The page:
Phylogenetic analysis showed that the most recent common ancestor between RaTG13 and SARS-CoV-2 dates back fifty years ago[6,7]. RaTG13 shares 96% of genetic identity with SARS-CoV-2. But scientists deemed that even 4% of genetic differences was too large of a gap to be bridged by lab experiments.

So, we know that SARS-CoV-2 and RaTG13 diverged fifty years ago and that lab experiments on RaTG13 could not lead to SARS-CoV-2. And we know that WIV-1 is more distantly related to SARS-CoV-2 than RaTG13 is. This means that SARS-CoV-2 and WIV-1 are separated by at least five decades of evolution. This genomic evidence invalidates the implication in Watters’ video title that the research on WIV-1 conducted in Montana was connected to the pandemic.

Claim 2 (Unsupported):

“In 2018, Fauci’s goons went to the Wuhan lab, bottled up a virus and brought it to a lab in America” ; “Grabbed a dozen Egyptian fruit bats, threw them in the back of a van”

Watters also claimed that the researchers involved in the 2018 study imported the WIV-1 virus from Wuhan, and captured and transported Egyptian fruit bats with a reckless disregard for biosafety and animal welfare (by transporting them “in the back of a van”).

While it is true that WIV-1 was first isolated at the Wuhan Institute of Virology (hence the initials WIV)[2], nothing indicates that Van Doramalen and colleagues actually shipped the viral particles from Wuhan.

The Materials and Methods section of Van Doremalen et al. explains that the viral particles of WIV-1 used in the study were produced locally, using a method described in a previous publication by Menachery et al[8].

Menachery et al. explained that the viruses used for their study are a “synthetic construction” using a “published sequence”. The Acknowledgments section also mentions that Menachery et al. obtained information and material from the Wuhan Institute of Virology, but not the virus particles themselves.

Furthermore, Van Doremalen et al. specified in their Materials and Methods section that “Animal experiments were approved by the Institutional Animal Care and Use Committee of the Rocky Mountain Laboratories (ASP 2016-021E, 05/2016)”. Such committees oversee animal use activity and animal research facilities to ensure the welfare of animals used in research. Nothing indicates that the bats were rounded up and thrown “in the back of a van”, as Watters claimed.

Additional context: understanding the rationale for scientific research on WIV-1

Conspiracy theories surrounding the origin of SARS-CoV-2 have circulated since the beginning of the COVID-19 pandemic. Rooted in some of these theories is the belief held by some that dangerous or inappropriate research on coronaviruses was the cause of the pandemic. This belief has also served as the basis for calls to curtail funding for coronavirus research.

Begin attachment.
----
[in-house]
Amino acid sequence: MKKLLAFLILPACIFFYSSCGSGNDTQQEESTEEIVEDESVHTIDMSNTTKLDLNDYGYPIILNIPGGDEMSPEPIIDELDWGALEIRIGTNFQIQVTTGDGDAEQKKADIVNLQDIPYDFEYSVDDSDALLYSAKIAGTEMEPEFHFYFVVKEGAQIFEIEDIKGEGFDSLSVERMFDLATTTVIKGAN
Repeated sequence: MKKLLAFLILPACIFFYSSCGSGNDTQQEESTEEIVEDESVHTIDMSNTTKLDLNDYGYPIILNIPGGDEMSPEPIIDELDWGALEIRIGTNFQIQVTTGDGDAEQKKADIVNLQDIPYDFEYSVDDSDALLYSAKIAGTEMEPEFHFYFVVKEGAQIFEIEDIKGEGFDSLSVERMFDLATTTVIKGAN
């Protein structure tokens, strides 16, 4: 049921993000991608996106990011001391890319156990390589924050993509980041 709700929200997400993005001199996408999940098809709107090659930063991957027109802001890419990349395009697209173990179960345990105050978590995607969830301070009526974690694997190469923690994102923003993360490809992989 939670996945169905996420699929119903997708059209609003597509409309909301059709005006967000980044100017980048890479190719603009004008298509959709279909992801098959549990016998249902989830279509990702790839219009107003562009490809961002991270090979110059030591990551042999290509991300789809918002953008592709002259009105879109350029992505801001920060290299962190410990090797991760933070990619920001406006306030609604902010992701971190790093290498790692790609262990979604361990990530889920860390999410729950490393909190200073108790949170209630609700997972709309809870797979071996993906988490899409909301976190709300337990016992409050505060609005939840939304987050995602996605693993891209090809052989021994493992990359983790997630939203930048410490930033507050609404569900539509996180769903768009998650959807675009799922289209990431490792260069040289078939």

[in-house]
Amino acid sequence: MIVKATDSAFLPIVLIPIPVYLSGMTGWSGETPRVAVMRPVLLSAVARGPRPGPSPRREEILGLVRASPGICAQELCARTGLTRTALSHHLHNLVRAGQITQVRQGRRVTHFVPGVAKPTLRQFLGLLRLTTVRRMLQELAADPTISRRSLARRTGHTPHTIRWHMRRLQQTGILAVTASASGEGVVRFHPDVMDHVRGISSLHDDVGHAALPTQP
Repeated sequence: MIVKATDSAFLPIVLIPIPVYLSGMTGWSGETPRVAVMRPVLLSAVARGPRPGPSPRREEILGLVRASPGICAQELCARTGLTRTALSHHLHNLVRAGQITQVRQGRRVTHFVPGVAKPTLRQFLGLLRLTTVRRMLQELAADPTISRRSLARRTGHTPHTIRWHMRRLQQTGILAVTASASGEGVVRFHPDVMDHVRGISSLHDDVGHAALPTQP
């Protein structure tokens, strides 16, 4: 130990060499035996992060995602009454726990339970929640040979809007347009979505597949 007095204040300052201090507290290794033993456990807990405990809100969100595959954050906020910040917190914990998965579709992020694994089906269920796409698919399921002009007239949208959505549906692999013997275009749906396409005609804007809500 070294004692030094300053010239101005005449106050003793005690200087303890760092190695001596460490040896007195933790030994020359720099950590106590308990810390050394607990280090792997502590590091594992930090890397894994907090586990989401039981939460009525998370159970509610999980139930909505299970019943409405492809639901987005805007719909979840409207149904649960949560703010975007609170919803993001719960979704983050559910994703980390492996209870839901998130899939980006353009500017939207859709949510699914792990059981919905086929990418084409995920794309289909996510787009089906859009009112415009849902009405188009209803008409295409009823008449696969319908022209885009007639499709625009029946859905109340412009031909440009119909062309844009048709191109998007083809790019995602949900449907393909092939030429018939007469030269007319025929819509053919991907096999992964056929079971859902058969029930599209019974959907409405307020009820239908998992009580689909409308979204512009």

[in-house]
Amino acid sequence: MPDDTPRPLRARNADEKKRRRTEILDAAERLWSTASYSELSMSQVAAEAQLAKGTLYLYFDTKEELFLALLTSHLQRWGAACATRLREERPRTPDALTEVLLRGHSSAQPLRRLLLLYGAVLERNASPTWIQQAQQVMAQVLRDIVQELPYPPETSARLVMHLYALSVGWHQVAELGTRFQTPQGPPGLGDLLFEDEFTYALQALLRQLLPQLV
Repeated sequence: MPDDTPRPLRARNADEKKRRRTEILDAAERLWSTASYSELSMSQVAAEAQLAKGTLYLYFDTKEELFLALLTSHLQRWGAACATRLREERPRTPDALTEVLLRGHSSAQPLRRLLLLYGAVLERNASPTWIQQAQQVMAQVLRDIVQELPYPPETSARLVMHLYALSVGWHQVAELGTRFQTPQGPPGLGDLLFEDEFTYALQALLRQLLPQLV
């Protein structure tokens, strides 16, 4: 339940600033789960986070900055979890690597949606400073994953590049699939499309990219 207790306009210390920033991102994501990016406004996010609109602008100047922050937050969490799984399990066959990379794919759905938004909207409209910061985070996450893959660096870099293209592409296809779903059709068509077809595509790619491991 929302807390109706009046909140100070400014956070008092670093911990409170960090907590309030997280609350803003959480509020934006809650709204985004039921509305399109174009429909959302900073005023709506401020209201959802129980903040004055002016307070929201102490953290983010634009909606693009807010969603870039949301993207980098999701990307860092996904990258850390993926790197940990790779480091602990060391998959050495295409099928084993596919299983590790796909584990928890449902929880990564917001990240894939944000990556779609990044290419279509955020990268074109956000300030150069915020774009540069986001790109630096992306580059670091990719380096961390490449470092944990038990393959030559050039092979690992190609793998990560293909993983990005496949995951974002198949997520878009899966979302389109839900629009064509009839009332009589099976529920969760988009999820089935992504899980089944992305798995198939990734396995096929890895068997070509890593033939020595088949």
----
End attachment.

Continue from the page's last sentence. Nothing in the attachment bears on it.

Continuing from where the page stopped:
However, a look at history can help us understand why such research is being pursued by scientists. In 2003, severe acute respiratory syndrome (SARS), caused by the coronavirus SARS-CoV-1, spread rapidly across Asia and claimed more than 700 lives in a few months. Scientific evidence so far strongly indicates that SARS-CoV-1 originated from bats, spilled over to an intermediate host (possibly civets), and then to humans. Later research showed that bats hosted many other SARS-like viruses[9,10], leading to concerns that there could be other potentially deadly coronaviruses lurking around. If such a coronavirus was capable of also causing a pandemic, a spillover event into humans could be disastrous.

In order to address this looming threat, researchers stepped up their efforts to discover and understand existing bat coronaviruses that resembled SARS-CoV-1. At first, it appeared that SARS-like bat coronaviruses identified by scientists were unable to infect human cells using the human protein ACE-2, contrary to SARS-CoV-1[11]. Thus, these coronaviruses were considered to pose little threat to humans.

But this understanding changed when scientists discovered WIV-1, which showed it could directly infect human cells[2,8]. This explains why WIV-1 became a topic of research. To be forewarned is to be forearmed. When facing a possible threat, it makes sense to study the threat so that one may act to defend oneself. Far from being frivolous research pursued by fringe scientists, as some may like to believe, the choice to study WIV-1 was justified by scientists’ earlier discoveries about bat coronaviruses.


Science Feedback is a non-partisan, non-profit organization dedicated to science education. Our reviews are crowdsourced directly from a community of scientists with relevant expertise. We strive to explain whether and why information is or is not consistent with the science and to help readers know which news to trust.